7. The high-temperature sulphation behavior of barium-based sorbents during coal combustion

    Energy Technology Data Exchange (ETDEWEB)

    Cheng, J.; Li, N.; Zhou, J.; Cao, X.; Liu, J.; Zhao, X.; Cen, K.

    2000-07-01

    In order to promote the sulfur removal efficiency during coal combustion, the high-temperature sulfation behavior of barium-based sorbents was studied. The sulfation product BaSO{sub 4} which did not decompose until 1,580 C had much better thermal stability than CaSO{sub 4} which rapidly decomposed at about 1,300 C. The desulfurization effect of barium salt Ba{sup 2+} was much better than calcium salt Ca{sup 2+} during coal combustion at about 1,200{approximately}1,300 C. The sulfur removal efficiency of barium-based sorbents could achieve 35.5% in industrial grate furnace.

  8. quarters

    Directory of Open Access Journals (Sweden)

    Elena Grigoryeva

    2016-12-01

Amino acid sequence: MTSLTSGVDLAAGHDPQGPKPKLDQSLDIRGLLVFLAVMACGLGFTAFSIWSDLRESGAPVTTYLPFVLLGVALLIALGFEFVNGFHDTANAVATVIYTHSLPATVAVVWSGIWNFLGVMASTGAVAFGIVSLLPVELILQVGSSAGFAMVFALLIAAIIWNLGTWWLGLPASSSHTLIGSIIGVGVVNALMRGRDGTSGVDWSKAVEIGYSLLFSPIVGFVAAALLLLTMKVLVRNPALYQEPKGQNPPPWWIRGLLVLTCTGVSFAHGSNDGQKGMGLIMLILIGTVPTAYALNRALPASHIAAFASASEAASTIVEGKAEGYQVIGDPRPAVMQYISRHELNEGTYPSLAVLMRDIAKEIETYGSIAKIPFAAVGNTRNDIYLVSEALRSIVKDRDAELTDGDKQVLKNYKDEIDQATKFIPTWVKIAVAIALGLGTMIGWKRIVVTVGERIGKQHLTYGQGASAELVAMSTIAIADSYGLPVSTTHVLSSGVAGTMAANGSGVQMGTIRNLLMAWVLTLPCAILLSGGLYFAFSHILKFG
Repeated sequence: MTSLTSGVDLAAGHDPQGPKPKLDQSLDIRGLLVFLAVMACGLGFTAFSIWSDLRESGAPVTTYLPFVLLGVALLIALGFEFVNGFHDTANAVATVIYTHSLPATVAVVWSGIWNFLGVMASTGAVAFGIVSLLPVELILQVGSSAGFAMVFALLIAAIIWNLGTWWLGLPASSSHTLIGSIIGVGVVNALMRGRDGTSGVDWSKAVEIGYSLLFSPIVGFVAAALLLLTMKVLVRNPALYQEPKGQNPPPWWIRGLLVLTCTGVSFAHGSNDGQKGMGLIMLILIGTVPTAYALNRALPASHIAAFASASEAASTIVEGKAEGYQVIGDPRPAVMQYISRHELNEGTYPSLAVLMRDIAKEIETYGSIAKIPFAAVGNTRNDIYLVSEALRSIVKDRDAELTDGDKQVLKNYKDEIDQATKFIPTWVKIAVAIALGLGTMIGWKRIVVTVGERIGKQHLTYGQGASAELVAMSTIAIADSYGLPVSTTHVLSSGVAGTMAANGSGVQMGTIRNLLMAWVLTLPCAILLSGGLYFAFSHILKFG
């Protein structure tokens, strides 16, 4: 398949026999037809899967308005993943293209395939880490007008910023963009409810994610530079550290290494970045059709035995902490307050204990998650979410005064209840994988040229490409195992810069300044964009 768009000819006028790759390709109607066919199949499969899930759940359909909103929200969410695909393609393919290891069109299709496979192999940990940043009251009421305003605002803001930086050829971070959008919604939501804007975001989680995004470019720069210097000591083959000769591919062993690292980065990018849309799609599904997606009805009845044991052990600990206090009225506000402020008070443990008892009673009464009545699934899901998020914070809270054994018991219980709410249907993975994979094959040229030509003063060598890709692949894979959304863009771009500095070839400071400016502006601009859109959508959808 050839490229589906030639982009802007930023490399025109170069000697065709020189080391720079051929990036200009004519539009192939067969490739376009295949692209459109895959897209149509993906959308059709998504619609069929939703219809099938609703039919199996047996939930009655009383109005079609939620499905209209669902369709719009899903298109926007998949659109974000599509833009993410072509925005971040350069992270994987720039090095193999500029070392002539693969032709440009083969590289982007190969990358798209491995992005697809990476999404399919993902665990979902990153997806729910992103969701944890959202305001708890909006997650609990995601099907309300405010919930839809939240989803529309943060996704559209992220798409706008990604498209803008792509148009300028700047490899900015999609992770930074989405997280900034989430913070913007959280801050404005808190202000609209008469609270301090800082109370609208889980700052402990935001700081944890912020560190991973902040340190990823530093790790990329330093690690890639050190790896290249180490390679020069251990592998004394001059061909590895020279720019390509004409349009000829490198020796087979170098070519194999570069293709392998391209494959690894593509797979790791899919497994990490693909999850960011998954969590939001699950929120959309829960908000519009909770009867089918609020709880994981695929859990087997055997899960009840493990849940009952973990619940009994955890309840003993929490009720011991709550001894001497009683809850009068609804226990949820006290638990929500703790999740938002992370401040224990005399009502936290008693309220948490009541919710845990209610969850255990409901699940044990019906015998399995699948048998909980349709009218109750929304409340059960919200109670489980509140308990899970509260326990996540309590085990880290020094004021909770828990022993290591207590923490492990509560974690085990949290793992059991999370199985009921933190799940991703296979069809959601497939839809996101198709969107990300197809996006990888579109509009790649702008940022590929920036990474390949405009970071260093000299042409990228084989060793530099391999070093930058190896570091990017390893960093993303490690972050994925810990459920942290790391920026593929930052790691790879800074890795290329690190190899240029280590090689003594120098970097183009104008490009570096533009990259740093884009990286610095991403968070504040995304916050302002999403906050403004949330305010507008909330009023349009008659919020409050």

Full Text Available Are there many words combining both space and time? A quarter is one of such rare words: it means both a part of the city space and a period of the year. A regular city has parts bordered by four streets. For example, Chita is a city with an absolutely orthogonal historical center. This Utopian city was designed by Decembrists in the depth of Siberian ore-mines (120. The 130 Quarter in Irkutsk is irregular from its inception because of its triangular form. Located between two roads, the forked quarter was initially bordered by flows along the west-east axis – the main direction of the country. That is why it appreciated the gift for the 350 anniversary of its transit existence – a promenade for an unhurried flow of pedestrians. The quarter manages this flow quite well, while overcoming the difficulties of new existence and gathering myths (102. Arousing many expectations, the “Irkutsk’s Quarters” project continues the theme that was begun by the 130 Quarter and involved regeneration, revival and search for Genius Loci and the key to each single quarter (74. Beaded on the trading axis, these shabby and unfriendly quarters full of rubbish should be transformed for the good of inhabitants, guests and the small business. The triptych by Lidin, Rappaport and Nevlyutov is about happiness of urbanship and cities for people, too (58. The City Community Forum was also devoted to the urban theme (114. Going through the last quarter of the year, we hope that Irkutsk will keep to the right policy, so that in the near future the wooden downtown quarters will become its pride, and the design, construction and investment complexes will join in desire to increase the number of comfortable and lively quarters in our city. The Baikal Beam will get one more landmark: the Smart School (22 for Irkutsk’s children, including orphans, will be built in several years on the bank of Chertugeevsky Bay.